Jason Leitch has said he is more concerned about the spread of coronavirus among COP26 protesters than delegates in the blue zone.
Scotland’s national clinical director acknowledged that Covid-19 cases could spike following the event but added that the current modelling does not indicate such a spike.
At the Scottish Parliament on Thursday, Leitch answered questions from MSPs on the Covid-19 Recovery Committee.
Scottish Conservative MSP Murdo Fraser outlined concerns about the high numbers of people travelling to Glasgow for the summit.
It comes after First Minister Nicola Sturgeon said the summit “inevitably” poses a risk of increased Covid transmission.
Leitch however insisted that the ‘blue zone‘ – where delegates and world leaders will be – is as “secure as we could make it”.
“Fundamentally, as you can imagine, we’ve been in the planning for this for some time,” Leitch told MSPs.
“We’ve had a pandemic for two of the years of the planning for this. It was postponed last year, if you recall, so we had quite a lot of stuff in place for that and now, here we are, it’s this week.
“There are already delegates in the SECC. I did a site visit, the final site visit, for Covid safety, let’s call it, on Monday or Tuesday of this week and it is as impressive as you would expect it to be.
“But there weren’t many human beings inside it yet, which is of course the variable which we’re going to add principally this weekend.”
The national clinical director explained that in the blue zone, a maximum of 14,000 of the 26,000 delegates will be allowed inside the SECC at any one time.
He said that “pretty much all” of those in the blue zone will be vaccinated, with vaccines having been offered to all registered delegates from the global south who are unvaccinated.
Leitch also set out the requirements for delegates to wear face coverings, except in negotiation rooms, whilst one-meter social distancing will also be required alongside standard hygiene measures.
A lateral flow test showing that a delegate is negative for Covid-19 will also be required for entry to the blue zone.
Leitch explained that he is more worried by the areas where protesters and activists will be, with the risks associated with transmission amongst large gatherings.
He said: “I’m actually not overly concerned about the blue zone, genuinely. I can’t guarantee it, but it’s as secure as we could make it given the circumstances.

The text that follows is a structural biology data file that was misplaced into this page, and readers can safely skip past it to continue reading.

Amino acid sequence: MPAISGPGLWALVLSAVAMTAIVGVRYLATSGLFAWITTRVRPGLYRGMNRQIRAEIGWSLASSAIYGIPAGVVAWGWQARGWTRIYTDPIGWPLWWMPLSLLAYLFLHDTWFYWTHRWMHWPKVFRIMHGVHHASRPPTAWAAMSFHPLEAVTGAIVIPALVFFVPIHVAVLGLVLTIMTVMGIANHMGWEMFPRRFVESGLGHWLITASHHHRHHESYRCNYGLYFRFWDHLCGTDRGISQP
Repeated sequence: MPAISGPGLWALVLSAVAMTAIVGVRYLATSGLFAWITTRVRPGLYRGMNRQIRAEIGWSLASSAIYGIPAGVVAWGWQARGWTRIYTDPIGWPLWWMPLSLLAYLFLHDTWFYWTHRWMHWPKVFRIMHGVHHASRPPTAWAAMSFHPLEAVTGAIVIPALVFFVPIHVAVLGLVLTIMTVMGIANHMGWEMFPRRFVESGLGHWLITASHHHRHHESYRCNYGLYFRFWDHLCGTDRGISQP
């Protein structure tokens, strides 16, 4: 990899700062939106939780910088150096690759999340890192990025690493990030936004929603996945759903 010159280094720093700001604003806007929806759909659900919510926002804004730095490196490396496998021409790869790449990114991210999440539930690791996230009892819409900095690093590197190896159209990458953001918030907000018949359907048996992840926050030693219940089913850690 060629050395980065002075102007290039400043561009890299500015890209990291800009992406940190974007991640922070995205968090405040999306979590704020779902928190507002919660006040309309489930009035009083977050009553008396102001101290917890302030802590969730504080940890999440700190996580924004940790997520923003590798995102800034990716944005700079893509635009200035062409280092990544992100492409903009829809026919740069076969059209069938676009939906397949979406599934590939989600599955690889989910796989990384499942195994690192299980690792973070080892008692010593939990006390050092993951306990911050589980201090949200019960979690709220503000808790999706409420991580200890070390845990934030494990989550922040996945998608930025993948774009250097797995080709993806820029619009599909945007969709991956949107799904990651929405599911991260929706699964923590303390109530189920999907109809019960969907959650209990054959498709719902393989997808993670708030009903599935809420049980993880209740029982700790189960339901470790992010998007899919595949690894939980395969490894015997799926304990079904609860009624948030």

“The green zone, and then let’s call it the protesters, activists, beyond that, they will have to follow the rules in place in Glasgow at the time.
“That area worries me more, we’re not entirely sure where all of those people are from, we have less control, we can’t lateral flow test them all every day, I don’t know their vaccine status, et cetera, et cetera.
“So that piece has always been the bit that’s worried us more – large gatherings, just as you would expect.
“They will be subject to the same rules as you and I if we were walking down Sauchiehall Street tomorrow.”
Leitch indicated that any such spike after COP26 may not guarantee a re-introduction of Covid restrictions, but said that if numbers continue to increase, then the advice may change.
He told MSPs: “It’s pretty much impossible to model this. It’s too complex. There are too many people, too many countries, too many variables.
“The next few weeks of modelling, the stuff that we publish every Friday, don’t show a particular spike, but you won’t get a spike from COP next Tuesday.
“The spike from COP, either in this country or remember, we could export virus as well as import virus, so spikes that other countries would take home wouldn’t happen because of the incubation period for two or three weeks later.
“Our present modelling doesn’t show a spike after COP, but I cannot guarantee there won’t be a spike after COP.
“I also can’t guarantee that would then need a reverse gear, you wouldn’t expect me to be able to do that.
“If the First Minister asks me today what would be your advice, I’d say stay where we are, this is what we should do, but if the numbers go up, that advice will change.”
He added: “Yes, there’s a risk.”